Binance Says It Removed Russian Cryptocurrency Exchange Suex Earlier This Year Before It Was Even Sanctioned By US Treasury | Currency News | Financial and business news

Changpeng Zhao, CEO of Binance.
  • Binance said it removed Suex earlier this year, even before it was blacklisted by the US Treasury Department.
  • The agency has sanctioned the Russian crypto exchange for its role in laundering financial transactions for ransomware actors.
  • “Make no mistake, this is a positive development for the industry and the millions of innovators, consumers and investors,” Binance said.
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Binance Holdings, the world’s largest cryptocurrency exchange, said it removed the platform from the recently sanctioned Russian cryptocurrency exchange Suex earlier this year, even before it was blacklisted by the US Treasury Department, according to a blog post published Wednesday.

Suex was sanctioned Tuesday by the Biden administration for his role in laundering financial transactions for ransomware actors. This was the first time the Treasury had blacklisted a cryptocurrency exchange.

The agency added Suex to its list of specially designated nationals, blacklisting 25 blockchain addresses used by the Czech Republic-based company. The designation would generally prohibit all U.S. citizens from engaging in transactions with them.

“We have removed the platform from these accounts based on internal guarantees,” Binance said. “Information regarding the addresses in the advertisement, as well as other information from our internal investigation, has been shared with the appropriate authorities.”

Binance added that several accounts linked to addresses reported by the Treasury were identified by its investigative team earlier this year.

“Make no mistake, this is a positive development for the industry and the millions of innovators, consumers and investors around the world who are contributing to the growth of blockchain every day,” said Binance said.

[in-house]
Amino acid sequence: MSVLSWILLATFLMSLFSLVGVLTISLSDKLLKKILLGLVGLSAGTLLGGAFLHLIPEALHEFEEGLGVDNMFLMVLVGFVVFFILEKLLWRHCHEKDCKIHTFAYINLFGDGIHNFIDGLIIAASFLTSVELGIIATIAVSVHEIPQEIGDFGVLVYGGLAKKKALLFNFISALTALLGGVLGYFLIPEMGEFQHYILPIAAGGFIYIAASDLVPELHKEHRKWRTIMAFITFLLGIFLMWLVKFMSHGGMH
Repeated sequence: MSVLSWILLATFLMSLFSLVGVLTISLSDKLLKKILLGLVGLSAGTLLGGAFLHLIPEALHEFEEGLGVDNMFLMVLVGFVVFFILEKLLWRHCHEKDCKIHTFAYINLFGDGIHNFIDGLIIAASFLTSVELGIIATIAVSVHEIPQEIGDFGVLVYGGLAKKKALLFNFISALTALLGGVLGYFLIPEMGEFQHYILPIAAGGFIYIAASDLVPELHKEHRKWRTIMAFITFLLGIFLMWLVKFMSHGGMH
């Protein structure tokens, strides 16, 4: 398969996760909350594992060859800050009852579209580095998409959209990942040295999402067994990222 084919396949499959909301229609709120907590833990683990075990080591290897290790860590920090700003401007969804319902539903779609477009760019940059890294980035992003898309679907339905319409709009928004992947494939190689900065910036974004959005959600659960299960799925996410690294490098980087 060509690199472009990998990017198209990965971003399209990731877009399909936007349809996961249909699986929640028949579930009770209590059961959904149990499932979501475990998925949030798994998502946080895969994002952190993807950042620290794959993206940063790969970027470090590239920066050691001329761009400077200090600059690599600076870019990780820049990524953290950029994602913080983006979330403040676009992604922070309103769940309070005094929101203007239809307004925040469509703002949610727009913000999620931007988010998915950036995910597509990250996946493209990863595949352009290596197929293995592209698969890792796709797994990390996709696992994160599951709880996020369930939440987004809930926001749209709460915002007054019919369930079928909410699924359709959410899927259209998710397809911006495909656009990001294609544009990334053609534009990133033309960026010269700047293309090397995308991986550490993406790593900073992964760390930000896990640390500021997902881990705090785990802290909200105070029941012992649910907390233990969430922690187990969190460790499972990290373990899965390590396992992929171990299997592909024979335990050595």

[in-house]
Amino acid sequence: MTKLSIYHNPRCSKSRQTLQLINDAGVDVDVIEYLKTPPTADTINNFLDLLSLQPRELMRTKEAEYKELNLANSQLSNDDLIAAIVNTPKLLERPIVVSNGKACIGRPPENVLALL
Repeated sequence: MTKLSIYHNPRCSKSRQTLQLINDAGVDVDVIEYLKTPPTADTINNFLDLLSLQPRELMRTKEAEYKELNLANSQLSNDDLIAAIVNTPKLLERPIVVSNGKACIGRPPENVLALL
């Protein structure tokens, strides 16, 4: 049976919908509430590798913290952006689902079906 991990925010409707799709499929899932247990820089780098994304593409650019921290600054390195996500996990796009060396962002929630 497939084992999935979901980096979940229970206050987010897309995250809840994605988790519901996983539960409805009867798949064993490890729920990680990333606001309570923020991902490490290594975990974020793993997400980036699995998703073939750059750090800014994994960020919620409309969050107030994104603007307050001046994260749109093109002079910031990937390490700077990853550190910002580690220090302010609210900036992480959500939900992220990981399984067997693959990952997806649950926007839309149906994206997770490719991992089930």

An analysis of Suex’s transactions showed that more than 40% were associated with illicit actors, according to the Treasury announcement, adding that the crypto exchange also facilitated illicit funds from at least eight ransomware variants.

Suex, according to Binance, is just the latest illicit entity it has taken action against. More recently, his efforts included Operation Fancycat and the Bulletproof Exchanger project.

“At Binance, we recognize what it means to be the industry leader rather than just being the biggest player in the industry,” the company said. “As an industry, we must meet this challenge head-on in partnership with law enforcement agencies around the world.”

Binance itself has not been without controversy. He is being surveyed on possible insider trading and market manipulation by US regulators. He also recently announced the shutdown of cryptocurrency derivatives for existing customers in Australia by the end of the year to appease regulators.

But in September, Binance, which was founded in 2017 and has no official headquarters, said it needed a centralized headquarters to work well with regulators around the world.

The admission comes after months of multiple warnings and, in some jurisdictions, a ban on operating due to its inability to register with local regulators.

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